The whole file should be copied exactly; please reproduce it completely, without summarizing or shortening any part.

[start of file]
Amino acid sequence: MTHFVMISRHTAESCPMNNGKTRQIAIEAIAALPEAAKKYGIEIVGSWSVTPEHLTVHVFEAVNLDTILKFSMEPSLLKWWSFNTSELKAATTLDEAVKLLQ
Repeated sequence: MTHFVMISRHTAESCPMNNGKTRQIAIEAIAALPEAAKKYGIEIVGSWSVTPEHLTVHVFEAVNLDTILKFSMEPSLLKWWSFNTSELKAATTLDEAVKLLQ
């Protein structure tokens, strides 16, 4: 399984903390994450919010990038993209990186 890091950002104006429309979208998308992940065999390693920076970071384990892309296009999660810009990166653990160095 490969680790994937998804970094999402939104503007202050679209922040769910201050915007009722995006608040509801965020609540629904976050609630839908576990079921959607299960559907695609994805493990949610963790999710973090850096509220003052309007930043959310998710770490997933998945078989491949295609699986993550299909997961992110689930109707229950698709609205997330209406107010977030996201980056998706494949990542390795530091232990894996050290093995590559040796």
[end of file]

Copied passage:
Amino acid sequence: MTHFVMISRHTAESCPMNNGKTRQIAIEAIAALPEAAKKYGIEIVGSWSVTPEHLTVHVFEAVNLDTILKFSMEPSLLKWWSFNTSELKAATTLDEAVKLLQ
Repeated sequence: MTHFVMISRHTAESCPMNNGKTRQIAIEAIAALPEAAKKYGIEIVGSWSVTPEHLTVHVFEAVNLDTILKFSMEPSLLKWWSFNTSELKAATTLDEAVKLLQ
């Protein structure tokens, strides 16, 4: 399984903390994450919010990038993209990186 890091950002104006429309979208998308992940065999390693920076970071384990892309296009999660810009990166653990160095 490969680790994937998804970094999402939104503007202050679209922040769910201050915007009722995006608040509801965020609540629904976050609630839908576990079921959607299960559907695609994805493990949610963790999710973090850096509220003052309007930043959310998710770490997933998945078989491949295609699986993550299909997961992110689930109707229950698709609205997330209406107010977030996201980056998706494949990542390795530091232990894996050290093995590559040796």